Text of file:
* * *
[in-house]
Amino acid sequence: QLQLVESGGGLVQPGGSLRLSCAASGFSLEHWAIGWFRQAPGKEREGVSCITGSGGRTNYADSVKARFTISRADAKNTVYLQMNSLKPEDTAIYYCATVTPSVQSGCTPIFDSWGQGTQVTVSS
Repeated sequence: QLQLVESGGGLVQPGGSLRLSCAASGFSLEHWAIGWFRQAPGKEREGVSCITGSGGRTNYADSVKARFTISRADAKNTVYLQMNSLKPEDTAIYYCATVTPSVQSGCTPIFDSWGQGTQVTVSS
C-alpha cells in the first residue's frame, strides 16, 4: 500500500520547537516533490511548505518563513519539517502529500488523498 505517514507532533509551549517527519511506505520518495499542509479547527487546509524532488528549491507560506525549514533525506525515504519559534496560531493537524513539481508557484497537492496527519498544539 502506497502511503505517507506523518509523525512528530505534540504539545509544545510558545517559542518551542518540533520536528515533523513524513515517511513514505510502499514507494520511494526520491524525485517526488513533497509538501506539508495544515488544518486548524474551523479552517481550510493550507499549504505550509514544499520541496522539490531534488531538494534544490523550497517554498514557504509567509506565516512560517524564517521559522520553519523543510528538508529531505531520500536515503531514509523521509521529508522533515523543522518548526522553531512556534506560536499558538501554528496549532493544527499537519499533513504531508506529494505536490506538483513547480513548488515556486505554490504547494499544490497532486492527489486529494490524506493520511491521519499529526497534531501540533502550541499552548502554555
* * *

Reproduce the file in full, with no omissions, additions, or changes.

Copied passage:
[in-house]
Amino acid sequence: QLQLVESGGGLVQPGGSLRLSCAASGFSLEHWAIGWFRQAPGKEREGVSCITGSGGRTNYADSVKARFTISRADAKNTVYLQMNSLKPEDTAIYYCATVTPSVQSGCTPIFDSWGQGTQVTVSS
Repeated sequence: QLQLVESGGGLVQPGGSLRLSCAASGFSLEHWAIGWFRQAPGKEREGVSCITGSGGRTNYADSVKARFTISRADAKNTVYLQMNSLKPEDTAIYYCATVTPSVQSGCTPIFDSWGQGTQVTVSS
C-alpha cells in the first residue's frame, strides 16, 4: 500500500520547537516533490511548505518563513519539517502529500488523498 505517514507532533509551549517527519511506505520518495499542509479547527487546509524532488528549491507560506525549514533525506525515504519559534496560531493537524513539481508557484497537492496527519498544539 502506497502511503505517507506523518509523525512528530505534540504539545509544545510558545517559542518551542518540533520536528515533523513524513515517511513514505510502499514507494520511494526520491524525485517526488513533497509538501506539508495544515488544518486548524474551523479552517481550510493550507499549504505550509514544499520541496522539490531534488531538494534544490523550497517554498514557504509567509506565516512560517524564517521559522520553519523543510528538508529531505531520500536515503531514509523521509521529508522533515523543522518548526522553531512556534506560536499558538501554528496549532493544527499537519499533513504531508506529494505536490506538483513547480513548488515556486505554490504547494499544490497532486492527489486529494490524506493520511491521519499529526497534531501540533502550541499552548502554555